On the one hand, there is a massive social crisis in Central America. Honduras, Guatemala and El Salvador account for the world’s first, fifth, and sixth highest murder rates, respectively.

According to the World Bank, at least 60 percent of Hondurans, 54 percent of Guatemalans, and 35 percent of El Salvadorans live below the official poverty line. Nearly a third of the Honduran population and a quarter of the Guatemalan population live on less than two dollars a day. At least 30 percent of the Honduran population is officially unemployed, the highest rate in all of Latin America.

Gang and state violence are rampant in all three countries. According to a 2013 United Nations report, over 60 percent of the unaccompanied children who were interviewed by their representatives while being held in US immigration detention centers cited violence by gangs, drug cartels and state security forces, and fear of being recruited into gangs, as their reasons for fleeing.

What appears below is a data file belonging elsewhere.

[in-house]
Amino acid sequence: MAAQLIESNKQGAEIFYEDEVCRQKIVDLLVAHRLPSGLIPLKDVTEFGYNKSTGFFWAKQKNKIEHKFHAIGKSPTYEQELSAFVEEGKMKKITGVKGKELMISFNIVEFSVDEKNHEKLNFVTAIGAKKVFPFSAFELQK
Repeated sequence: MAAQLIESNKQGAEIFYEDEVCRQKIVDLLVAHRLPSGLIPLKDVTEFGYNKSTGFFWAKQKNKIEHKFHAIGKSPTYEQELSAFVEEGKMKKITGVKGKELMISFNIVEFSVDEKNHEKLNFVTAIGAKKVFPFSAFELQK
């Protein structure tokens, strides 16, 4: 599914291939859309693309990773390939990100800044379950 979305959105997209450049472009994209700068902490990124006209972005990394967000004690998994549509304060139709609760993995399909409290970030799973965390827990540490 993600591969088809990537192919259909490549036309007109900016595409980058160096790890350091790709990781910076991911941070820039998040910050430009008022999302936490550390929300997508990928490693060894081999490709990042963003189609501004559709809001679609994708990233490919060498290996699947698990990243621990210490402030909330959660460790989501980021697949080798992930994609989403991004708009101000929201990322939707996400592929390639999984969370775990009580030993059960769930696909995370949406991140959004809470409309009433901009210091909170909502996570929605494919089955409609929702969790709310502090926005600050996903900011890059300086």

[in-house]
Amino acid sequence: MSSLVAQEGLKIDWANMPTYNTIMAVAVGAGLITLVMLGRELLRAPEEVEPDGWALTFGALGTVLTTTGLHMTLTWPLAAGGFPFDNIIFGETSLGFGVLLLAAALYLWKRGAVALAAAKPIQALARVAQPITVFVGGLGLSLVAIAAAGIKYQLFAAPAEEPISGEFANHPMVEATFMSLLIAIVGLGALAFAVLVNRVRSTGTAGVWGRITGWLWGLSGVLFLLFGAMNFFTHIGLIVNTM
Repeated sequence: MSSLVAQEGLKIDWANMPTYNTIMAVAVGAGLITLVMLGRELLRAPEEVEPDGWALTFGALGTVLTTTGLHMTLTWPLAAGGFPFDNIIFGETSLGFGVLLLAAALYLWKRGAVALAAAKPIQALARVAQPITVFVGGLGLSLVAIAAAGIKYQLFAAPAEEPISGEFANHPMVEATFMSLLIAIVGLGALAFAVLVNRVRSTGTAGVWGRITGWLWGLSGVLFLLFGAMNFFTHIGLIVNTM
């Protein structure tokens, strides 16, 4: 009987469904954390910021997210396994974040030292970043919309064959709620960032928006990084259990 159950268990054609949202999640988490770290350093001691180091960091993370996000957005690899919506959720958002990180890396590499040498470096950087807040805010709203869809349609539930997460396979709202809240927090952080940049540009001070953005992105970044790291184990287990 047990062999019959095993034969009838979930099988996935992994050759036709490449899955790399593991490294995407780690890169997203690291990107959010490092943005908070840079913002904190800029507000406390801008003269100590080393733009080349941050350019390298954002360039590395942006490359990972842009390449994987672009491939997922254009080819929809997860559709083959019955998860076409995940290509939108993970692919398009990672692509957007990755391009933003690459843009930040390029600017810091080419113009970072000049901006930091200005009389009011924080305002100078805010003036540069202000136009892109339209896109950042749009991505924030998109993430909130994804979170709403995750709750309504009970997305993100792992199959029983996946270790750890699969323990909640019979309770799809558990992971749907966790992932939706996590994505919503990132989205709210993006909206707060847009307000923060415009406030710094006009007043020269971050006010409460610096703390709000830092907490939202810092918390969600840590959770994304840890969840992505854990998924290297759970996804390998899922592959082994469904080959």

On the other hand, there is the source of this enormous instability, delicately described by the Times as the “root causes,” which are overwhelming bound up with decades of brutal US imperialism-directed “dirty wars” against the populations of all three countries.

A CIA-orchestrated coup in 1954 against the, the democratically elected Guatemalan government of Jacobo Arbenz began more than four decades of carnage in the region. Arbenz’s government was overthrown by CIA-organized military forces in 1954, at the behest of the United Fruit Company, which adamantly opposed a limited land reform. That country’s dirty war continued until 1996. Guatemalan security forces, trained and directed by the Pentagon and US intelligence agencies, systematically suppressed and terrorized the working class and peasantry, killing more than 200,000 Guatemalans during this genocidal period.